Canada, having failed in previous bids to secure a non-permanent seat on the United Nations Security Council, is seeking lessons from St. Vincent and the Grenadines, says Prime Minster Ralph Gonsalves.
SVG has begun three months of observation of the Security Council in preparation for its January 2020 assumption of a non-permanent seat for a two-year term.
In June, SVG became the smallest nation ever, by landmass and population, to be voted onto the Security Council, the UN’s highest decision-making body.
Gonsalves told the media in Kingstown on Monday that he met on the sidelines of the United Nations General Assembly in New York last month, a Canadian delegation, headed by former prime minister, Joe Clark.
“Canada is wanting to, among other things, find out our own experiences in running for the Security Council and how we managed. The last time Canada tried, they failed,” Gonsalves said.
He noted that Ottawa failed in its bid, a decade ago, when it attempted to secure one of the two positions allocated for Western Europe and others, when the other candidates were Germany and Portugal.
Germany won the first position and then there were several runoffs between Portugal and Canada, with Portugal eventually winning after Canada withdrew on the floor of the General Assembly.
Now, Canada is in a contest with two other countries for the Western Europe and others, Gonsalves noted.
“You can win in your group but lose at the General Assembly and vice versa,” Gonsalves said. “So you have to get two-thirds of the General Assembly vote, which means you have to get 129 votes minimum.
“So Canada was interested in that and, of course, they are interested in St. Vincent and the Grenadines giving their support but also to see if, given my own longevity as leader, to see what I can do in relation to other leaders in the Caribbean.”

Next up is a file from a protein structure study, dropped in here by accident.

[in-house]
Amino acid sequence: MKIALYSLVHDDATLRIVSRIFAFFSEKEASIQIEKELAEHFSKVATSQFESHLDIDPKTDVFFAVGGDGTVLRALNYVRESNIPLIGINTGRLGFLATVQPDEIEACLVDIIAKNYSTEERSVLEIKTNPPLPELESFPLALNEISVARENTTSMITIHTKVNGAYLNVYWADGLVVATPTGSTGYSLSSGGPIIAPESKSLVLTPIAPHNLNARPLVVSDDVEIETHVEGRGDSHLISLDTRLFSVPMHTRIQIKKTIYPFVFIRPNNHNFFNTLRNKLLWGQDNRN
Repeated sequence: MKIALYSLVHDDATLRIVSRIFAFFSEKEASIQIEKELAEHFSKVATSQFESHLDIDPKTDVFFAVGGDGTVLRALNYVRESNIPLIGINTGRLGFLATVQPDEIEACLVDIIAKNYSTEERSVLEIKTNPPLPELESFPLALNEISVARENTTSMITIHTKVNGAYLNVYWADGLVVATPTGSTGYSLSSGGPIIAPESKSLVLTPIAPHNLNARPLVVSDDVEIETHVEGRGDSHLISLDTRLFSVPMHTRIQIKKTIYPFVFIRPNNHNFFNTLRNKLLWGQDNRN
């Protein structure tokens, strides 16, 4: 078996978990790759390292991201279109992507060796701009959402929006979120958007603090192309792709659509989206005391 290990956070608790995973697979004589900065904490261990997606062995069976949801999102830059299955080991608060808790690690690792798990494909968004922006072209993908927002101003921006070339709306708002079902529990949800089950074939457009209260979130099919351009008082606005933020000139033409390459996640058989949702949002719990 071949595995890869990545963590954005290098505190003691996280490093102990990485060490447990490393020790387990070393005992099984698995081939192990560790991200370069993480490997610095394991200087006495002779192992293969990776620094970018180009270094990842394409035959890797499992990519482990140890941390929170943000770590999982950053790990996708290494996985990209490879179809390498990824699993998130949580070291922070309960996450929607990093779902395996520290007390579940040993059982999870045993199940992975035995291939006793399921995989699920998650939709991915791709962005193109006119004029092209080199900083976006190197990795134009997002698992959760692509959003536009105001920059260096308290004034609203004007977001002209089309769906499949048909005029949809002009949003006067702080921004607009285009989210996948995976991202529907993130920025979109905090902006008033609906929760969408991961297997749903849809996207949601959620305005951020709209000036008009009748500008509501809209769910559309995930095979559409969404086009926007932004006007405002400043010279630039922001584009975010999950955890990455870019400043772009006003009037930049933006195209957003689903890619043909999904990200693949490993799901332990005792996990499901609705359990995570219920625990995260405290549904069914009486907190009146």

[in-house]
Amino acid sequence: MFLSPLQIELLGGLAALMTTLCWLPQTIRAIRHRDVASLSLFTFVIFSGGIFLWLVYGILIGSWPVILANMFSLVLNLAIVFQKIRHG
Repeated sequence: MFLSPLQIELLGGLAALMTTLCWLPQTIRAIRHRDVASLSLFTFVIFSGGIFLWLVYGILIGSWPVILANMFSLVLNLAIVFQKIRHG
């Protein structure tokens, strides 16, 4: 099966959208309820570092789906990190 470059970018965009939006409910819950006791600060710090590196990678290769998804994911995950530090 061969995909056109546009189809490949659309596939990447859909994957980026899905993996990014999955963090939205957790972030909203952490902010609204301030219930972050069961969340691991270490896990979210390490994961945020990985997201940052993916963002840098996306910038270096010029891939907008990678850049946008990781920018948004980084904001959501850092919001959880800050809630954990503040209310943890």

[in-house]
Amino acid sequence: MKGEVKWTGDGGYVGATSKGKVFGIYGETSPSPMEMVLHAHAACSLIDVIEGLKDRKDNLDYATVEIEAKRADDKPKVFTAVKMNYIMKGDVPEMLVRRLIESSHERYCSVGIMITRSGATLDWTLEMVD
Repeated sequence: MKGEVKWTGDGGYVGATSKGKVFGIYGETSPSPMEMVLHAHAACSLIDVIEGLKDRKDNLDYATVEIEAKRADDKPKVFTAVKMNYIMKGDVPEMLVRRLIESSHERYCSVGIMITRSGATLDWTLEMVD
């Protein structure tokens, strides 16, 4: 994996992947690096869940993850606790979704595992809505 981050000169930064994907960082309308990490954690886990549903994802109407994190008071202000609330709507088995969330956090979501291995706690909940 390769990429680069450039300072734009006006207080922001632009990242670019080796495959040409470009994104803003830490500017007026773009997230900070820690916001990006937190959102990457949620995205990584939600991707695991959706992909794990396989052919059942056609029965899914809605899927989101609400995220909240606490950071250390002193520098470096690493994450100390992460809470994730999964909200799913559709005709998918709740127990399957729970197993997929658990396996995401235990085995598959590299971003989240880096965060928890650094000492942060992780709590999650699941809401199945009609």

Gonsalves, however, said there are three good candidates for the positions, namely Canada, Norway and Ireland.
He noted that the Norwegian Prime Minister Erna Solberg attended the last meeting of CARICOM Heads of Government Summit in St. Lucia in July, adding that he met her there and also in New York last week.
Gonsalves said he also met with the Prime Minister of Ireland, Leo Eric Varadkar.
“We have not indicated which are the two countries which we will be voting for out of those three and, as I say, they are all excellent candidates.”
He said being on the Security Council is so significant for Canada that, with elections coming soon there, Ottawa had appointed a former prime minister from both the liberal and conservative parties as lobbyists.
“And everybody is doing a lot of lobbying, which makes our achievement, what we accomplished all the more significant in respect of the smallest country ever (to sit on the UN Security Council). And Canada was keen to find out how we did ours.
“Of course, there are many bilateral issues between us other than those matters so there was a wide discussion on those,” Gonsalves said.